It’s been a long time since I have expressed my self out loud. In this forum. But there’s been a lot of acting. Watching the movie The Artist, gave me the segway back to the blogosphere…
Below are some interesting facts about the movie – and by now we know that The Artist won 5 Oscars: Best Picture, Directing, Actor In a Leading Role, Costume Design, and Music (Original Score).
Compared to the movie Hugo, that also was awarded five Oscars, The artist was ten times less expensive. According to IMDB the estimated budgets were: $15,000,000 (The Artist) compared to $170,000,000 (Hugo) per vikisecrets.
Notes to self:
– Silence is golden
– Less is more
– A picture says more than 1000 words
All along watching the movie I couldn’t resist relating to The Artist in my world. Without spoken words, she can capture a whole timeline in her portraits. She can convey a story that is both moving deeply, and make you laugh loudly. She incorporates objects and details that are unexpected and humoristic. Her art is original, optimistic and well received.
She recently visited San Francisco for some meetings and introductions, planting seeds for her first US exhibition.
As expressed in a letter back to Sweden by one of the private event participants:
“Great to connect after all these years now when the mystery with the secret Royal painter from Sweden has been unraveled by Johanna Nilsson, the social media queen of San Francisco. Catrine swept in like a whirlwind in the Bay area and people are stepping on oneanothers toes to grab her before somebody else does… WAO, a painter, actress, comedian, entertainer, wife and mother of twins – she should have her own TV show now when Oprah is gone…. Greetings to the entire family from Karl L”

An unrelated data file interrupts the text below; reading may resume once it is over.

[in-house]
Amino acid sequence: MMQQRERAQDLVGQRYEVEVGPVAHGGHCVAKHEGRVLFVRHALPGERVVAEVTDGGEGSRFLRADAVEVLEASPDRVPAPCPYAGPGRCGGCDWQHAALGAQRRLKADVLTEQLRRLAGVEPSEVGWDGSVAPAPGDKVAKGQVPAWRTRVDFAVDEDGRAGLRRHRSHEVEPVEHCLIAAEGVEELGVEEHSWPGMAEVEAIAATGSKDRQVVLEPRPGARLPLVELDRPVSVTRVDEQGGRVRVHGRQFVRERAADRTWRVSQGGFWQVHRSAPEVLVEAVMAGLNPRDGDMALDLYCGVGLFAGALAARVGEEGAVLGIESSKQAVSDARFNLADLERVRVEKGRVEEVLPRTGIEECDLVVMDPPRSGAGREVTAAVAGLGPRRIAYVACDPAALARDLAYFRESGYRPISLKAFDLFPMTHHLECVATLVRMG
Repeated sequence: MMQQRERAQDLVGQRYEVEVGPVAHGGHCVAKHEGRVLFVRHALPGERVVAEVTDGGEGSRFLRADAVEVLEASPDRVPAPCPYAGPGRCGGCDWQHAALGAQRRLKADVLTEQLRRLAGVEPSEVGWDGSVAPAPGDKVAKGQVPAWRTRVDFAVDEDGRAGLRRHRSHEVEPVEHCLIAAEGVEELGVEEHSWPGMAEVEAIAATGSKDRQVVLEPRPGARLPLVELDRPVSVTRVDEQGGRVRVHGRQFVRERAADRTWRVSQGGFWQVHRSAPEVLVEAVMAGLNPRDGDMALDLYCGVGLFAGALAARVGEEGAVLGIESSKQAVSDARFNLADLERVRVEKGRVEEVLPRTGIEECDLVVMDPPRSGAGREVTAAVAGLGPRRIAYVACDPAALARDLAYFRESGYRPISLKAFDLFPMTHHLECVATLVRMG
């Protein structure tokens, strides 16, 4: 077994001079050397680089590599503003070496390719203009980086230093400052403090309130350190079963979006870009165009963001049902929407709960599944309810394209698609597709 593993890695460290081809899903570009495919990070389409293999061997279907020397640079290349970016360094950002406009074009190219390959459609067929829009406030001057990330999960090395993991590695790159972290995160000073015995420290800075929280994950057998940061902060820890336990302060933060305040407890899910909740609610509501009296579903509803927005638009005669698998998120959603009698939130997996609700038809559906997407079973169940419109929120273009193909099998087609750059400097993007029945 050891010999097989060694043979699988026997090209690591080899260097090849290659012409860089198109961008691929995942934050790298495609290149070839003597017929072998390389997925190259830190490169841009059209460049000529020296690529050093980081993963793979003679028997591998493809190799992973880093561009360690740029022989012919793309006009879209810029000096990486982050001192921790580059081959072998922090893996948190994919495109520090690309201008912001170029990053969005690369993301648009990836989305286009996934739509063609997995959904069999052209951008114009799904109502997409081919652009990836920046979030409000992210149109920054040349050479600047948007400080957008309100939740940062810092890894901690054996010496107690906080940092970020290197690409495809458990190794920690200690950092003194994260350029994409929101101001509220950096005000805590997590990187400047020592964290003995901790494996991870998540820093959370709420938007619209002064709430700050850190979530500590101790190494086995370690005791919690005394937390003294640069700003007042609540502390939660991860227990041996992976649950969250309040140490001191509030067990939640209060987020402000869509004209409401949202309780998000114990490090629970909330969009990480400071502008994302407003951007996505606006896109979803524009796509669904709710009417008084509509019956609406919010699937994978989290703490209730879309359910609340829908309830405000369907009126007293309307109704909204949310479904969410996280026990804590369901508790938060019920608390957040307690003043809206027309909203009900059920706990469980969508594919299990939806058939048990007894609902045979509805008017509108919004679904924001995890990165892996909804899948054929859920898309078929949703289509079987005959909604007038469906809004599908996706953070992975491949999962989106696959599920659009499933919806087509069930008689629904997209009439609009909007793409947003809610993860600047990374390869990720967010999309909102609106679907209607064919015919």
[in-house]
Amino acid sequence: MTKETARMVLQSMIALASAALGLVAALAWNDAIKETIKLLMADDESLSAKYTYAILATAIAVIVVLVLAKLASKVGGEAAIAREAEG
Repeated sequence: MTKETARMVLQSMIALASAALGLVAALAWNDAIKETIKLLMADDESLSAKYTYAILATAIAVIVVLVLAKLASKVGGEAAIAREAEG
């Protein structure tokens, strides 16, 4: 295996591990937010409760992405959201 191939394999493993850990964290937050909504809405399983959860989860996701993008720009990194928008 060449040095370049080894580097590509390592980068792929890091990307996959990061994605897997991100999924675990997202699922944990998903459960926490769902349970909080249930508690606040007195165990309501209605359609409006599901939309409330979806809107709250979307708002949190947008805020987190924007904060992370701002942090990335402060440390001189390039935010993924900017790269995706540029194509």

If Jean Dujardin can entertain in words like Catrine Näsmark, is still a secret to me. But I am sure he, or any other Oscar winners would appreciate their own portrait done by her. Just like I am sure Marc Zuckerberg would appreciate the portrait Catrine Näsmark has done of him in her last exhibition “United Statements of America”, and how she captured his Facebook Timeline in a quite brilliant way. It’s in the details. Can’t wait for her art to actually take stage in San Francisco.
With regards to social media queen or not… I do know that I love what social media offers when it comes to communicating something of importance and meaning, to an audience that needs to hear it and love to share it. Building relationships in a transparent and authentic way across all kinds of borders. Allowing for private and corporate ideas, and dreams to be realized through the traction and support they gain and make them thrive.
With that said: may I introduce you to The Artist. Catrine Näsmark – click here.
And, to quote Jean Dujardin:
Final note to self: if something seems old and stale – add a dance and you bring back life to it!
1. Director Michel Hazanavicius, 44, fantasized about making a silent film for many years, both for the image-driven nature of the format and because many of his favorite filmmakers emerged in that era.
2. Hazanavicius studied many silent films to find the right technique in order to make the story comprehensible without the use of too many title cards.
3. The dog actor in the film, Uggy, won the Palm Dog Award for best canine at the Cannes Film Festival in France. The honor can be awarded to live or animated dogs or a group of dogs in films presented at the festival. (The name of the award is a pun on the Palme d’Or, the festival’s highest honor). ‘Up”s Dug is a previous winner.
4. The stars of the film, Berenice Bejo and Jean Dujardin, had to learn to act in an 80-year-old style that has not really been used since the 1920s, and they both had to learn to tap-dance at a professional level for the film.
5. The Weinstein Company’s publicity strategy of plugging ‘The Artist’ into every film festival and letting word-of-mouth seems to be working. The film has won audience awards in at least three film festivals around the world so far.